True connoisseurs of Japanese cuisine can only come to understand the elegance, artistry, and immense luxury of Japanese gastronomy after they’ve experienced the sacred dinner ceremony of “kaiseki.”
Modern kaiseki began to take shape in the 16th Century in Kyoto, Japan, through the influence of Rikyū—the man who, coincidentally, is the founder of the modern “chanoyu” ceremony. “Chanoyu” means, literally, “the way of tea,” though it is most-often translated into English simply as “the tea ceremony.” It should be noted, however, that while the Japanese tea ceremony has retained its original “rustic and humble” character, kaiseki has evolved remarkably over the centuries from where it began as the modest meal offered to Zen monks as respite from a fast, into the feast it is today: Modern kaiseki is the ultimate experience of sensual pleasure, a feast of exuberance, a banquet of abundance. As many as sixteen courses are served to delight the night… a kaiseki feast lasts often four hours or more! But do not confuse kaiseki with hedonism, (as some wanton display of a host’s affections for the gluttonous appetites of hungry guests). This tradition, refined over the centuries, is the “art of eating beautifully,” as interpreted by each kaiseki host. It is the elaborate and perfectly-choreographed performance of a serious artist-chef, who offers to his intimate gathering of guests his own unique conception of perfection designed to touch the feasters’ taste and smell, sound and sight, until every bodily sense is awakened in them in an experience of overwhelming pleasure; it is an experience that will remain in one’s memory for one’s entire life. Kaiseki is not a mere meal or dinner; it is the true master-stroke of an artist-chef, and the masterpiece of our world’s cuisine.
In America, only a privileged few have had a “true” kaiseki dinner. In fact, there are only a few restaurants with a Michelin-rating in all of New York City who serve true kaiseki: One of them is the renowned “Rosanjin” of Tribeca.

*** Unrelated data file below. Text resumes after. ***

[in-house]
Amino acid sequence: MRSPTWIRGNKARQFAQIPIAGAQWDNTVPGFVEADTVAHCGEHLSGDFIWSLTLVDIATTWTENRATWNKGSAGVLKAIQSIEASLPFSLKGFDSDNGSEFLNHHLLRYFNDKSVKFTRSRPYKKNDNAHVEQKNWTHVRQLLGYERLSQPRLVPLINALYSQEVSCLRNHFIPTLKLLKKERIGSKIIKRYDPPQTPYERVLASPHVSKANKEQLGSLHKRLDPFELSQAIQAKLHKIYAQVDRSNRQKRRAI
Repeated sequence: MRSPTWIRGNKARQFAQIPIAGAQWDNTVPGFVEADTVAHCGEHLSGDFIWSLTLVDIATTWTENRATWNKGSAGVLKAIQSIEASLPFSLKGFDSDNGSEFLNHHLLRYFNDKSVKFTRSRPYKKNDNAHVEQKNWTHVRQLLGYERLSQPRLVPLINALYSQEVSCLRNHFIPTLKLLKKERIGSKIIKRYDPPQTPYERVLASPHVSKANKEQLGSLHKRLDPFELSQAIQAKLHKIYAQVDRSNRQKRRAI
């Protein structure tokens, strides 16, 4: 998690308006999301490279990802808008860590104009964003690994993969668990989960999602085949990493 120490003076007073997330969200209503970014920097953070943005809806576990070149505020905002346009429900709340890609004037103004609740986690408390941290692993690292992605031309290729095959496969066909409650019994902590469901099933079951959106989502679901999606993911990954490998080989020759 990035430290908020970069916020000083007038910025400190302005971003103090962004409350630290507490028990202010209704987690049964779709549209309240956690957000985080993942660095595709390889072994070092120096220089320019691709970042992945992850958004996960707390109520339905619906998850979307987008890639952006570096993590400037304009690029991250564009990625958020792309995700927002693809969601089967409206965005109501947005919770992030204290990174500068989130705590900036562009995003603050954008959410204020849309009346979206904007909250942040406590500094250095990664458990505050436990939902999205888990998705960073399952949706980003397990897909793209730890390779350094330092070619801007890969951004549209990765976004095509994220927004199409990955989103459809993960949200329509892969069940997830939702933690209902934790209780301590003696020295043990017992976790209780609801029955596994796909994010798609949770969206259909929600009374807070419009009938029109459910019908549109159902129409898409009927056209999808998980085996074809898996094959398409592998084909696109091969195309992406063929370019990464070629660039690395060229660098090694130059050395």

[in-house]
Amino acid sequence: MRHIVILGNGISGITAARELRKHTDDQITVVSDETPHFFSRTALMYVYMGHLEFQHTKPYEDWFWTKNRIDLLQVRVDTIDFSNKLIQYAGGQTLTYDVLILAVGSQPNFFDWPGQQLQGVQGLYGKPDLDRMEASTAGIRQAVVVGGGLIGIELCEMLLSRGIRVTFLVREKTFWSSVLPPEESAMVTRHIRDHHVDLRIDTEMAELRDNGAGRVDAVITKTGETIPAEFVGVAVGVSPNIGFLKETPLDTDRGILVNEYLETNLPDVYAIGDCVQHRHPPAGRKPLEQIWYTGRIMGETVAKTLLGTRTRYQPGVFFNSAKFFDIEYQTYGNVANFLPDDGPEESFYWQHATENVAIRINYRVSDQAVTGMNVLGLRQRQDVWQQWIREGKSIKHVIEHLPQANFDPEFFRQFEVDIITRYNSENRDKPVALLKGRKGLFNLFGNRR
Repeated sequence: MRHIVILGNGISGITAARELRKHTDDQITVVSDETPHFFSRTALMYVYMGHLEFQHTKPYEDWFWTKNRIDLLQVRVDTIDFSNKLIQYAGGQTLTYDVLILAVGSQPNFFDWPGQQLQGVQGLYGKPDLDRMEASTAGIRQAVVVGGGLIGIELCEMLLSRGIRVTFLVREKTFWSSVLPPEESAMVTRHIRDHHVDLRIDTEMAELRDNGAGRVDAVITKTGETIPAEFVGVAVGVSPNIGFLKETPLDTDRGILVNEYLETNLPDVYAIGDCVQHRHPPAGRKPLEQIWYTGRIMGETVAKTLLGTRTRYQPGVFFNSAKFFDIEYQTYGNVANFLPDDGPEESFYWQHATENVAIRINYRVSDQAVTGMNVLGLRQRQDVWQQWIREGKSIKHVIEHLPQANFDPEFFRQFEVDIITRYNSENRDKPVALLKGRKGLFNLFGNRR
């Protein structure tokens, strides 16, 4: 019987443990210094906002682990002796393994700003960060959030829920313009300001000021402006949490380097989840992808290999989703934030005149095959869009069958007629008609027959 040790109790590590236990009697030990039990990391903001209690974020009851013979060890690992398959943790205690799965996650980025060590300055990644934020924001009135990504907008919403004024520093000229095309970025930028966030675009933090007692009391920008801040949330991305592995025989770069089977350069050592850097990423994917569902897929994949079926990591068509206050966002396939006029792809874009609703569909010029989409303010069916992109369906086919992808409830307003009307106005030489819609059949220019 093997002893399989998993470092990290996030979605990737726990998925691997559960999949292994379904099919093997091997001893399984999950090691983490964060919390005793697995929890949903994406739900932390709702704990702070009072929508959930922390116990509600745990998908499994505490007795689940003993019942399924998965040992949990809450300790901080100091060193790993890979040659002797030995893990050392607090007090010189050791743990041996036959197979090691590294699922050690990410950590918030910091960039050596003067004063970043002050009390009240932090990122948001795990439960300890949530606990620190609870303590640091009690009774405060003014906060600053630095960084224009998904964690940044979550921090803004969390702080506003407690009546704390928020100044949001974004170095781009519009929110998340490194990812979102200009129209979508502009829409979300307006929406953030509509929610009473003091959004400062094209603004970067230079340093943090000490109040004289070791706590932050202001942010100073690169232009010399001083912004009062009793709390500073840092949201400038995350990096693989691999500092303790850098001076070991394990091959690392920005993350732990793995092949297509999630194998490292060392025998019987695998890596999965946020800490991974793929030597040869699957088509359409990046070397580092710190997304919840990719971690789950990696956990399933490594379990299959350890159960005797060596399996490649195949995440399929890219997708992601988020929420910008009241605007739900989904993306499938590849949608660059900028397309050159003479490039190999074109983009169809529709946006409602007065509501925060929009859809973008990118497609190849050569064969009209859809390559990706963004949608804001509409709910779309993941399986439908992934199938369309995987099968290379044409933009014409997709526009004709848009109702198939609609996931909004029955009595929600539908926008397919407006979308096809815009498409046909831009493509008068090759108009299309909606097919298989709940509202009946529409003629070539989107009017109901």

Until 2015, America’s professional private chefs and amateur home chefs have been deprived of the resources necessary to perform the kaiseki experience (kaiseki is always an experience of luxury). Not only must a chef have the necessary culinary skills, a taste for performance art, and a talent for creating the perfect ambiance, but it is absolutely essential that the seafood used for kaiseki be “Grade 1+” in quality (the best grade there is). This summer’s launch of the new luxury home-delivery service offered by one the most reputable providers of Grade 1+ seafood for over 30 years: LuxeGourmets.com, has finally made it possible for home chefs, (both professionals and amateurs), to obtain the supreme-quality seafood required to create this Japanese haute-cuisine outside of a restaurant.
It is remarkable how many gourmet private chefs and luxury banquets hosts in America are suddenly (since this summer) making kaiseki the theme of their dinner parties. Manhattan-based personal chef, Antoine Lemaire remarks:
“I knew about kaiseki back when most Americans didn’t even know what sushi was! I just never dared to attempt a kaiseki dinner before this summer because the seafood in America wasn’t yet up to par… it would have been embarrassing to serve fish-market sushi at a kaiseki dinner. Sure, you could make sushi and sashimi with the best fish we had access to up until now; and you could serve it with great pride. But kaiseki is a whole other expression entirely. Kaiseki is the ‘King’ of the gourmet dinner. You can’t serve fish that is simply ‘great.’ It has to be ‘absolutely perfect’ …otherwise, you feel like you must apologize to your guests. Yet, Luxe Gourmets’ seafood is flawless […] I think kaiseki using Luxe Gourmets’ fish is going to be the next trend in American gourmet cuisine.”
Kaiseki, like the bonsai tree, is a perfect representation of the Japanese spirit: natural, wild, no two alike—yet also ordered, meticulously arranged, manicured. An important characteristic of kaiseki is the way the chef will vary the ingredients based on Nature’s fluctuations and the season of the year. This is not to be confused with chefs in the West who make seasonal dishes for reasons of cost-saving, product availability, and crop quality; the kaiseki master changes with the seasons for artistic reasons. One kaiseki chef, for example, looking out on a peaceful snowy night in early December—one of those early winter nights after the first great snow has fallen, when the whole sky is aglow with a fiery red rose coloring the firmament above to contrast with the bright white hillocks of snow below—and he compares the red-rose sky over the clean white snow to the rosy-white flesh of the delicious Hamachi fish. It is with this artistic contemplation of the season that the kaiseki chef will decide to make Hamachi the theme of his night’s kaiseki dinner.